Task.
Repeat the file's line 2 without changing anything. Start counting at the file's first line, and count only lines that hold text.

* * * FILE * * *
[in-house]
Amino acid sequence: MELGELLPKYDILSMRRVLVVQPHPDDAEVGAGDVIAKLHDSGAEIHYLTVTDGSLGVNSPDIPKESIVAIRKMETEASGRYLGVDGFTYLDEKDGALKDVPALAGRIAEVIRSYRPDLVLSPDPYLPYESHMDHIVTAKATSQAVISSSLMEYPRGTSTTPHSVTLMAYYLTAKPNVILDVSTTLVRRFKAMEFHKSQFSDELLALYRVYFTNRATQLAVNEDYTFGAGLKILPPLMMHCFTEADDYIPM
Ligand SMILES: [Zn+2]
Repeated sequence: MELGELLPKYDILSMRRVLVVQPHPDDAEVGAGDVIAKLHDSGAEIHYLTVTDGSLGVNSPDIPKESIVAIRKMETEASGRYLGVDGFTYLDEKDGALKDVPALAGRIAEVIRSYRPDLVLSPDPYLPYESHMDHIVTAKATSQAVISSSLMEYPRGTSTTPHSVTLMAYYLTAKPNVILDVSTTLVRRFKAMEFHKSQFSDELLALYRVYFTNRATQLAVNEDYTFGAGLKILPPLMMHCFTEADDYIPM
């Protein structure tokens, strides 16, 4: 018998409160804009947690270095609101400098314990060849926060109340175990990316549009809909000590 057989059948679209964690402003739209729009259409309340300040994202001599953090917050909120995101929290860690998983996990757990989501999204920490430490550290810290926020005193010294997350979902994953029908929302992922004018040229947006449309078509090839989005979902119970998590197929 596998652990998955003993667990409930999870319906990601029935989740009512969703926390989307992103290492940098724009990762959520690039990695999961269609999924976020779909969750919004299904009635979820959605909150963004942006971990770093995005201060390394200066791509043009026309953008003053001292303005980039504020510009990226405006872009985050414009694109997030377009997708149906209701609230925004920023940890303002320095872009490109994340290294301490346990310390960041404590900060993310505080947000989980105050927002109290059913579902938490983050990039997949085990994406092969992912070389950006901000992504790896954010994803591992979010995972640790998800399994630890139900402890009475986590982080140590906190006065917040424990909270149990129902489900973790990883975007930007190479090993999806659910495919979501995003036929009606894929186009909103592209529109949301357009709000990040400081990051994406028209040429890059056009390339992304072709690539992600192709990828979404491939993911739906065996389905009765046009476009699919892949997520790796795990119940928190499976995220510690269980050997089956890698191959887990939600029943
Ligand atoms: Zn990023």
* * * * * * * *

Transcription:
Amino acid sequence: MELGELLPKYDILSMRRVLVVQPHPDDAEVGAGDVIAKLHDSGAEIHYLTVTDGSLGVNSPDIPKESIVAIRKMETEASGRYLGVDGFTYLDEKDGALKDVPALAGRIAEVIRSYRPDLVLSPDPYLPYESHMDHIVTAKATSQAVISSSLMEYPRGTSTTPHSVTLMAYYLTAKPNVILDVSTTLVRRFKAMEFHKSQFSDELLALYRVYFTNRATQLAVNEDYTFGAGLKILPPLMMHCFTEADDYIPM